Dear Caring Parent,
Your beautiful children are now between one – four years old. Toddlers! And attuning to toddlers, tuning-in, is different than attuning to your baby during the first year. Truthfully, you’ve found yourself wondering, who IS this? In the first year, you felt that not only were you attuned to them, but they were attuned to you! Now suddenly, not so much. Well maybe every now and then, but you barely catch your breath and they are once again barely recognizable. Here are some ways to calm the tantrums, calm yourself, and grow everyone’s self-esteem.
Toddlers, developmentally speaking:
There’s so many developments in one, two and three year olds! The overarching developments are about discovery, independence and the beginning of self-regulation (calming). All of that, for parents, is rather like going on a very tall roller coaster ride!
While there are reasons for this, you might find yourself wondering if it’s possible to carry on with that wonderful tuning-in, attunement thing you had going from birth to one year.
Yes. The skills discussed in the newborn to one year old attunement article, are still in use (reading non-verbal cues, co-regulating, taking care of yourself etc). In fact, some of those intensify (5,6, and 7 on the magical keys list below).
And No. One, two and three year old children are steadily discovering, well, everything they can. Their sense of “I can”, their willfulness, is something about which they feel very strongly. All their newfound mobility, interaction abilities, and problem solving growth motivates their sense of independence. Because of this, how they respond to you is vastly different than when they were a sweet 4 or 9 month old (and even then, they had their moments, didn’t they ever).
All of this is affected by their born-with temperament; a feisty child is going to be lively in their response when you set a limit on kicking the ball indoors, an easy going child might shrug and go off and do something else, a cautious child might want you to stand next to them while they kick the ball!
They ALL, though, do this while surging between willful independence and clinging to you, sometimes several times in one hour. Because of this normal cycle, it takes great patience working through their moods, additional mobility and ability(s). It’s why I say parenting happens in the speed of love – #inthespeedoflove.
Put temperament together with developmental stage and all the associated hormonal and neurological changes, parents become dizzy with the mix of parenting feelings from love and laughter to terror and disgust. The good news is, there are some ways to even this out.
Magical Keys to Attuning to Toddlers
There are some magical keys I’ve found to working through these years in an attuned, tuned-in way:
1 – Give choices as much as possible. Even as you are setting limits (which you must), give choices. Wear the pink or blue? Brush your teeth now or after you put on your pjs? Drink water or have an applesauce? When choice isn’t an option, that’s fine. If you are giving enough other choices, the few times there are none won’t be so painful. Bring this, and more, to life for yourself in my interactive e-booklet, Me and My Toddler.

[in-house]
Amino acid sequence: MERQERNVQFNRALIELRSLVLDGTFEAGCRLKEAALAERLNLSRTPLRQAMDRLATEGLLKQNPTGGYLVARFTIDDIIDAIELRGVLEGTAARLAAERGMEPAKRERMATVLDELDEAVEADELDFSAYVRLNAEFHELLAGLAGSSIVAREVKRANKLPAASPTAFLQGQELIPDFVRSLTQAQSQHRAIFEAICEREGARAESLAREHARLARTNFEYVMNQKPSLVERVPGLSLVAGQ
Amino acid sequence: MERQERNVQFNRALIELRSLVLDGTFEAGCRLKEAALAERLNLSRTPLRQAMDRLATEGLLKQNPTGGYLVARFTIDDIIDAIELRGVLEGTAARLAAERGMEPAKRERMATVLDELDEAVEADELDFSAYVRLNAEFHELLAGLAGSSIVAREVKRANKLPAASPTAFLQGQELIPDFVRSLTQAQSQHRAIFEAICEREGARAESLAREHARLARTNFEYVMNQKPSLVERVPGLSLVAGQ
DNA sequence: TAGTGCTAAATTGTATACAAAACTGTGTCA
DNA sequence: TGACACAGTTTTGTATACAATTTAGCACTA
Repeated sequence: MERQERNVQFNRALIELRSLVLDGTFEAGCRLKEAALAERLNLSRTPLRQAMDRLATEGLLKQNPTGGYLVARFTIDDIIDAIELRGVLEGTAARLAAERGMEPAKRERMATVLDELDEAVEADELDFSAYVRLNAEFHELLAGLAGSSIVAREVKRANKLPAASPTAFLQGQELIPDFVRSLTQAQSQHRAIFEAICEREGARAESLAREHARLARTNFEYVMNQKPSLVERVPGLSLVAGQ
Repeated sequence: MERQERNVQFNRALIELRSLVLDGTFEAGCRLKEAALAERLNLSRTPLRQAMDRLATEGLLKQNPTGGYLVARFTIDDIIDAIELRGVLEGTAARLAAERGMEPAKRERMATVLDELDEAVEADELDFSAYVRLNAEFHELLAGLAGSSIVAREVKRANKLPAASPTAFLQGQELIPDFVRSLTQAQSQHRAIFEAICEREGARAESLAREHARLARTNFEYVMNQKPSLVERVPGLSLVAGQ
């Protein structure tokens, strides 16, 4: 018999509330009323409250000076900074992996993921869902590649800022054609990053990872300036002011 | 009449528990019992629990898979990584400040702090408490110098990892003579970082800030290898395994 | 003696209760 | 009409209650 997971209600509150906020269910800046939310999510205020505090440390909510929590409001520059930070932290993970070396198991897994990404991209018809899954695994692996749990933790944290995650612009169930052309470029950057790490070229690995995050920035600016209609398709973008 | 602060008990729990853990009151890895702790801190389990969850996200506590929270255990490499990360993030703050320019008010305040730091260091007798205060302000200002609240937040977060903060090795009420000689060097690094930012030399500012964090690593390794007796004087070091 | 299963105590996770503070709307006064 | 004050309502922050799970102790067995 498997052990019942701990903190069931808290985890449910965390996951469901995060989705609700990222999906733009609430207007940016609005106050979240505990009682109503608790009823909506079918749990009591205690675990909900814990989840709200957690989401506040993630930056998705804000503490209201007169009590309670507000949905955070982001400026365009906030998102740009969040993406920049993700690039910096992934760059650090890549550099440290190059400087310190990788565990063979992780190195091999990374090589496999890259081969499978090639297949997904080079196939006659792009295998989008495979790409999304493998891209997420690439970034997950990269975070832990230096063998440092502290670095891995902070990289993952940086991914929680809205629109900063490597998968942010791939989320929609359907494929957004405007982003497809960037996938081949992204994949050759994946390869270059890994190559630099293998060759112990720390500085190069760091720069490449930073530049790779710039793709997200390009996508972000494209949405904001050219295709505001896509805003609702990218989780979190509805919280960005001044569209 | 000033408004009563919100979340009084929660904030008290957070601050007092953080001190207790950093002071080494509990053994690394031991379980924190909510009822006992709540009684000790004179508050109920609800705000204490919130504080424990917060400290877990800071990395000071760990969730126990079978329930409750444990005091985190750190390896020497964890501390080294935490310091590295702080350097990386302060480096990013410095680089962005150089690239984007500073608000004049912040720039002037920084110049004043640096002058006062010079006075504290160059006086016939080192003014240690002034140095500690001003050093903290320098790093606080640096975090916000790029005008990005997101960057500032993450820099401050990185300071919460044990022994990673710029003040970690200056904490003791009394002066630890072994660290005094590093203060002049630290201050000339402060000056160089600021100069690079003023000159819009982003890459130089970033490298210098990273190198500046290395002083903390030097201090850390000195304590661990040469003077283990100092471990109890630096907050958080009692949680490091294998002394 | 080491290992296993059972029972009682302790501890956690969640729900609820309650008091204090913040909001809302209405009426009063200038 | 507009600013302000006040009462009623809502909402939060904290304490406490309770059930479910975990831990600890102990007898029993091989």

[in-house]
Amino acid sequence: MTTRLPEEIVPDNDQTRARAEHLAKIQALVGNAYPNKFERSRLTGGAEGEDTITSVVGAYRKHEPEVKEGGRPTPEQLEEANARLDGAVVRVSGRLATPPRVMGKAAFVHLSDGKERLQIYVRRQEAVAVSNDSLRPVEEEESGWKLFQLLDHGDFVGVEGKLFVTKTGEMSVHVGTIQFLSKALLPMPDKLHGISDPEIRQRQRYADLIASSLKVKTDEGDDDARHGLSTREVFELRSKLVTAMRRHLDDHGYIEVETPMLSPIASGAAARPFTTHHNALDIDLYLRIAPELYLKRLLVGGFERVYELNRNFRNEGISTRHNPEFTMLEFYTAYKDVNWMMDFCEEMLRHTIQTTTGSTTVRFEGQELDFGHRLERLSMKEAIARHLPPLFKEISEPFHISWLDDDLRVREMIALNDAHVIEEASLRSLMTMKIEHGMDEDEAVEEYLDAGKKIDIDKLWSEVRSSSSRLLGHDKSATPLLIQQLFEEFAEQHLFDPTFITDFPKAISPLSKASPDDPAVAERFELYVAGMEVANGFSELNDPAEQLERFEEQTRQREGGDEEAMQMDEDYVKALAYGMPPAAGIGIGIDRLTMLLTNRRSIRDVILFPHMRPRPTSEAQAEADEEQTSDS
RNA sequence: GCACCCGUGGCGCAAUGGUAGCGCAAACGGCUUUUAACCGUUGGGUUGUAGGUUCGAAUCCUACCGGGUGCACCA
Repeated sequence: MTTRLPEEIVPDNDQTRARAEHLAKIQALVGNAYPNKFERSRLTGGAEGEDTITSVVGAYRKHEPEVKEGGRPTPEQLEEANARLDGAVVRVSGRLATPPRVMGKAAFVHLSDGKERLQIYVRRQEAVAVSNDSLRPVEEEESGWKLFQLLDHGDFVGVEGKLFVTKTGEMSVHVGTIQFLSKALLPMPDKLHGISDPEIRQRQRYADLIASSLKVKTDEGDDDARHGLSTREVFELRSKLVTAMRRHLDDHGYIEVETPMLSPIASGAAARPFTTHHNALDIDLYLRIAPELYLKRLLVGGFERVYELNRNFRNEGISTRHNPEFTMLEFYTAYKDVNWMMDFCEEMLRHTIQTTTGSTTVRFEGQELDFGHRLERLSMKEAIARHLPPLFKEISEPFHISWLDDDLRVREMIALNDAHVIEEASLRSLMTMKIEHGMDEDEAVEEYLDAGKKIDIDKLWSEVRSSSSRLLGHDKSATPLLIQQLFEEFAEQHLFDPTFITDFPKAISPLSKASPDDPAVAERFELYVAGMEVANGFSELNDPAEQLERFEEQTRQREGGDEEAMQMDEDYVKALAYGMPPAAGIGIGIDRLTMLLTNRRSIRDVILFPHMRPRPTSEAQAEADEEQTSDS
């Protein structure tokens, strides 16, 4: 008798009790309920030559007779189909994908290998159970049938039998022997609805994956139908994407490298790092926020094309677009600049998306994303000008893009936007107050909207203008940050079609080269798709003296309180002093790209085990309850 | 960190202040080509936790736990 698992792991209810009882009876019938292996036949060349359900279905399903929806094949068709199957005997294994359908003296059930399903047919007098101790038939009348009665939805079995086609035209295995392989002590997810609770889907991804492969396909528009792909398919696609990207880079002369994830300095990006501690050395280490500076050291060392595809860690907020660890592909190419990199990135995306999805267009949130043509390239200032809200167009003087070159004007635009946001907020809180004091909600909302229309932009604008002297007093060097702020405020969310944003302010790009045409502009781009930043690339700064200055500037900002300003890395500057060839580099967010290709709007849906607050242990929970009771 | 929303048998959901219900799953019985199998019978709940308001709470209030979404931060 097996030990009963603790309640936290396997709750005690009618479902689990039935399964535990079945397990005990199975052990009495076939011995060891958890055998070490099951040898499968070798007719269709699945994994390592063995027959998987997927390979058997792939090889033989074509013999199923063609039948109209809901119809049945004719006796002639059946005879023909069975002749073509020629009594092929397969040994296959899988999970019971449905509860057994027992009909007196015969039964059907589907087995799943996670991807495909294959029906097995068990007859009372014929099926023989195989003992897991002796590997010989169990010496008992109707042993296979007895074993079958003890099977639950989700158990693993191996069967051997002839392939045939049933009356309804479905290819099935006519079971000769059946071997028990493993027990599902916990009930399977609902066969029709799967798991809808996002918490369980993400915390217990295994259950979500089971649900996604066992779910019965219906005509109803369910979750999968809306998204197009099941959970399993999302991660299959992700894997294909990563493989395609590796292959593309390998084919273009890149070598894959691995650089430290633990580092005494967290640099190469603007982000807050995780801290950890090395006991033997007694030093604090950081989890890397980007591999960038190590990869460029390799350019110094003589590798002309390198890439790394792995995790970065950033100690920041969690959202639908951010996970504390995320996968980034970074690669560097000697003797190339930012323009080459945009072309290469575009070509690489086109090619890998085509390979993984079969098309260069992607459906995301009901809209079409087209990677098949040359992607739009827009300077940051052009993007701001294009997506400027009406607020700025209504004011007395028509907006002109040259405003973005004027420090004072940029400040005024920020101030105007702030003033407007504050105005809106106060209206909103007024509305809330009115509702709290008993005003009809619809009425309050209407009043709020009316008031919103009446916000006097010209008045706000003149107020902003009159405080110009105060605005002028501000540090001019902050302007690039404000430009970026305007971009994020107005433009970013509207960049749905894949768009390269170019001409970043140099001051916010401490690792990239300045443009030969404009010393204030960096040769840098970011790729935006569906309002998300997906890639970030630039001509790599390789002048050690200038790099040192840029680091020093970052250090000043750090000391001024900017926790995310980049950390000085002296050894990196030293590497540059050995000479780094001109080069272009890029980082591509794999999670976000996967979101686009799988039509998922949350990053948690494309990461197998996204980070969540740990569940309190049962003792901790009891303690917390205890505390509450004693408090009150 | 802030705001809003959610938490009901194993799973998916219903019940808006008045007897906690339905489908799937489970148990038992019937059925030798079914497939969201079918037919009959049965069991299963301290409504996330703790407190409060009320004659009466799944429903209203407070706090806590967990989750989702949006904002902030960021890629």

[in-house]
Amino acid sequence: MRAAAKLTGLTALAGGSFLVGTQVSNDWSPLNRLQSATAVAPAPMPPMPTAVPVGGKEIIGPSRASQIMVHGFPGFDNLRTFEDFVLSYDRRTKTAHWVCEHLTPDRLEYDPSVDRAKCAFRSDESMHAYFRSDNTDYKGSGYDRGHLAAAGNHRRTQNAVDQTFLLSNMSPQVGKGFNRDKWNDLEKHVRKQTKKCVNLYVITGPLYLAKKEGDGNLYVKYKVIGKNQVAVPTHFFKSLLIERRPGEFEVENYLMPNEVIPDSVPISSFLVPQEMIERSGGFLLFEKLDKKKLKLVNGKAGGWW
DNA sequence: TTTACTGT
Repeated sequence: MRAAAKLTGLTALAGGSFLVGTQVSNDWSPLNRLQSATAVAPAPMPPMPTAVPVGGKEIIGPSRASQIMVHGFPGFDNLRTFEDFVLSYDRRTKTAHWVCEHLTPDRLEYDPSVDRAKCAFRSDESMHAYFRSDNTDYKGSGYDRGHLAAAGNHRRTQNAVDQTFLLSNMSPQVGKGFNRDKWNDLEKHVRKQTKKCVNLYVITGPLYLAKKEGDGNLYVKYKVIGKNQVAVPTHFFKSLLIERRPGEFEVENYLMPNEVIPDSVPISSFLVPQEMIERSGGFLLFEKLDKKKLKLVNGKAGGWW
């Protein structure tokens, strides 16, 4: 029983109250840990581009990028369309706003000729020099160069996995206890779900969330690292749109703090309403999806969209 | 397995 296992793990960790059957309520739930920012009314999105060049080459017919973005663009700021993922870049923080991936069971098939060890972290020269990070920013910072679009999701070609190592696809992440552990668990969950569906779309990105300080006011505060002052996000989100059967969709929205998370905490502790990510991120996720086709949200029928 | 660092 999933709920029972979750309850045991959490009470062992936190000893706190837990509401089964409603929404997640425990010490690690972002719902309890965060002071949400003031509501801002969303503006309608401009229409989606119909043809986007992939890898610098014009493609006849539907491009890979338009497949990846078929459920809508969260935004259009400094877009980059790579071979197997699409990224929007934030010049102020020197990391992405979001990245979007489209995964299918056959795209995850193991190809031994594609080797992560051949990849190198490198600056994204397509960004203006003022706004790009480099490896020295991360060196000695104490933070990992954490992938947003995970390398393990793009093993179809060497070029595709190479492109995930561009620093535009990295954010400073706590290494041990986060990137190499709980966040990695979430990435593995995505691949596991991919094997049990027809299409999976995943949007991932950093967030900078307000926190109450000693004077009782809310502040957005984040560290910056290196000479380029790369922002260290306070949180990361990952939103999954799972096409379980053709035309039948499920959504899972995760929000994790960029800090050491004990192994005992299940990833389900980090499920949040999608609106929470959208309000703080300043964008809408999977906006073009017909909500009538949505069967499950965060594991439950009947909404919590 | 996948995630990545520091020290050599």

2 – Acknowledge what they are feeling. Use feeling words! “I know that is disappointing.” I like to use oreo cookie communication for this. For example, “We aren’t having cookies now, I know that is disappointing/frustrating/not what you wanted, we’ll have them when the clock says 5.”. What is and what will be are on either side – the two side of the cookie. In the middle is the feeling you think they may be having.
3 – Give them ways to express their feelings. You are a co-regulator with this. Have books with children experiencing different feelings, ask about them and talk about them. The TV show Danielle Tiger does a great job with how to express feelings. You can always act out feelings through role playing, using a couple of toys who are working out the situation your child is experiencing.
4 – Keep your toddlers active in unstructured, non competitive play. Children balance themselves, not to mention learn a lot, through unstructured play.
5 – Regulate yourself. This age is VERY unbalancing. Check in on the L.O.V.V.E. system in my book, The Dance of Parenting – this is a great time to get proficient with this so your default is to lovingly re-balance yourself.
6 – Watch your expectations. It is normal for toddlers to move from independence to clinginess, willfulness to uncertainty, happy to utterly frustrated. Understand what is happening. The best visuals I know for this are thanks to the people at The Circle of Security.
7 – Notice their strengths. Call out their creativity (which shows up in how they play and how they problem solve). Call out their smarts and affection. Call out their independence and determination.
Attuning to toddlers is possible!
Hopefully there is something on the list that will help you out of a toddler bind. I invite you to use it as a check-in, how-am-I-doing, list. If you are anything like me, you have one or two of these you’re a little out of synch with right now, especially if your child is a different temperament than you. Then make what you want to do differently into an affirmation!
I love to watch parents and children who do these magical fixes. They spend less time in tantrums, have more affection even through rough patches, and grow in their self-esteem because problem solving becomes effective for both. Toddler years are tough. I hope this makes them less tough for you and more about a thriving family life.
Take care now, Natasha